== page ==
Film Festival Movie Review

Film Review: EAT WITH ME: David Au’s Debut Is Bland [LAFF 2014]

Sharon Omi Teddy Chen Culver Eat With Me

Eat With Me (2014) Film Review from the 20th Annual Los Angeles Film Festival, a movie directed by David Au, and starring Sharon Omi, Teddy Chen CulverNicole SullivanGeorge Takei, Aidan Bristow, Ken NarasakiScott Keiji TakedaBurt Grinstead, and Amy Tolsky.

Have you ever seen a film that, all things considered, should have earned your admiration and respect, despite its inevitable flaws, but you can’t rationalize or excuse just how bad it is? For me, this was one of those films.

The film comes to us from director David Au, whose many hats include producer, writer, and editor. It’s based on Fresh Like Strawberries (2003), a short film he created that aired on LOGO over ten years ago. Sharon Omi and Teddy Chen Culver reprise their roles as mother and son, respectively, estranged and trying to reconnect in his fleshing out of that short story in his debut feature-film, Eat With Me, which premiered at the Los Angeles Film Festival in June 2013.

After her cold, distant husband, Ray (Ken Narasaki), cuts off his “headache-inducing” wedding band, it proves to be the straw that breaks the camel’s back for Emma (Sharon Omi), who packs a single suitcase and travels to her estranged son Elliot’s (Teddy Chen Culver) struggling Chinese restaurant. There, she surprises him with the news that she needs a place to stay, no questions asked. Awkward and reluctant, but loyal, he allows her to take over his bed while he sleeps on the couch. The minute she steps into his apartment, however, she unleashes a soft but persistent criticism of his ways of living. Their only shared interest is food, and Elliot could use some help from his mother in spicing up the menu of his restaurant, which is threatened financially. As they slowly, but carefully, bridge the generational and cultural divide that separates them – and after she discovers his heretofore hidden sexuality – they learn to speak to each other in the only way they know how: great food.

The story is well-thought out and has great potential for some genuine moments, but the execution – most of which can be reasonably explained by the production’s budget – handicaps the film from really taking off. It seeks to be seen as an “LGBT film” without being an “LGBT film”; mainly, that the story contains elements attracting an LGBT audience while at the same time avoiding the many traps of LGBT cinema: stereotypes, poor scripts, narrow narrative focus, etc… Due to its potential, it’s surprising that the film still feels as if it was released by TLA Releasing; it features amateurish production value complemented by “wooden” acting. It feels awkward and without a cohesive framework to move the story along; the result is a weak film with a poor script that struggles to achieve the emotional weight it desires to convey, which feels rather forced.

The film does achieve a high point, however, when Emma accidentally ingests some ecstasy belonging to her son’s outgoing neighbor, Maureen (MADtv‘s Nicole Sullivan). While it doesn’t feel entirely authentic, it at least injects some liveliness to the otherwise boring proceedings. It’s also the scene that allows Sharon Omi to prove her acting abilities, and it’s infectious how liberated she seems to be given the chance.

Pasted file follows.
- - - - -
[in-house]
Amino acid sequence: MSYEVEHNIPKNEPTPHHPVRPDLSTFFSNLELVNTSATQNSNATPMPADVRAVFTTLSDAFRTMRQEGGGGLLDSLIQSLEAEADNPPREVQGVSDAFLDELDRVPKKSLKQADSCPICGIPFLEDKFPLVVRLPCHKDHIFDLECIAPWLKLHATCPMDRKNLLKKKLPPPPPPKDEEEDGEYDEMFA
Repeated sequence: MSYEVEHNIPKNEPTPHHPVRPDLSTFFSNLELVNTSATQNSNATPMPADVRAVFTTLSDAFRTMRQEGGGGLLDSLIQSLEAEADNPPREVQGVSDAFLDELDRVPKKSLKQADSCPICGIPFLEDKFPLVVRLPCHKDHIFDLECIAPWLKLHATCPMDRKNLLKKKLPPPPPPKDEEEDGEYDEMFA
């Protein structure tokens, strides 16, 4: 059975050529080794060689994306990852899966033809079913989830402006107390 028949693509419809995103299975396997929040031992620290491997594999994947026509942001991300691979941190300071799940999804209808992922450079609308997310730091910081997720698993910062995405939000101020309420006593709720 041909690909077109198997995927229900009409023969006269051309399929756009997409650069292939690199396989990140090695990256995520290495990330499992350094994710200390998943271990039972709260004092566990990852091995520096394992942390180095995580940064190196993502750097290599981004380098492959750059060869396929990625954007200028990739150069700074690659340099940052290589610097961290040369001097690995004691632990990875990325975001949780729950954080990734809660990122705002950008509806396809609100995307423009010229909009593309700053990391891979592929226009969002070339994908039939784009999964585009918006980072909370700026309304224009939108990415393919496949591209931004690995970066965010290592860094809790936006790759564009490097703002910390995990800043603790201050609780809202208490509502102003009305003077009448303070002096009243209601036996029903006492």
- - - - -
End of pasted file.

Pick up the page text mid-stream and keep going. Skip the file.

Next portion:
If the director can somehow manage to lock down a bigger budget and superior script for his next film, I think he has the ability to produce a fine film. It’s not the chef, it’s the recipe, that needs adjustment.

Rating: 3/10

Leave your thoughts on Eat With Me and this review below in the comments section. For more Eat With Me photos, videos, and information, please visit our Eat With Me page, subscribe to us by email, follow us on TwitterTumblr, or “like us” on Facebook.


About the author

Drew Stelter

Drew is a 26-year-old film buff. A native Utahan, he attends the Sundance Film Festival annually. He is a member of the Salt Lake Film Society. In a once-in-a-lifetime opportunity, he attended the Oscars Red Carpet on March 2, 2014, after winning an essay contest through the Academy of Motion Picture Arts & Sciences. At any given time he can be expected to be conversing via movie quote GIFs.

  • JaysonColeman

    I like your blog but I gotta say I disagree with you on this one. I was at the screening on Sunday and I really enjoyed the film and thought it had a lot of heart! Didnt find it boring or wooden at all. I actually thought it was one of the strongest films I had seen over the weekend at LAFF

  • Drew Stelter

    I’m glad that you enjoyed the movie! There really is something for everyone; this just happened to not fit my fancy.

    Thank you for liking my film reviews and/or my weekly column!

  • Kevin Bradley

    I agree. Watched it last night on Netflix and found it a lot of fun. What the reviewer calls wooden acting was the actors (mother, son & father) expressing characters that are unable to express themselves to each other. Compare those characters to the neighbor or the love interest, Ian, and it becomes obvious.

  • Michael Estoy

    This review misses the mark in a major way by not touching more deeply on the central theme of the movie: reconciling filial traditional Asian values with the experiences of being a gay, first generation Chinese-American. Unfortunately, there are scant movies to compare this to with regard to the Asian culture.

    As a first-generation Filipino-American, this could easily have been about me as I still try to figure out my otherness in a world where expectations of Asians is disparate. Had the writer researched more of the dynamics of East and Southeast Asian cultures, greater focus could have been paid to the nuances generally unknown to the public.

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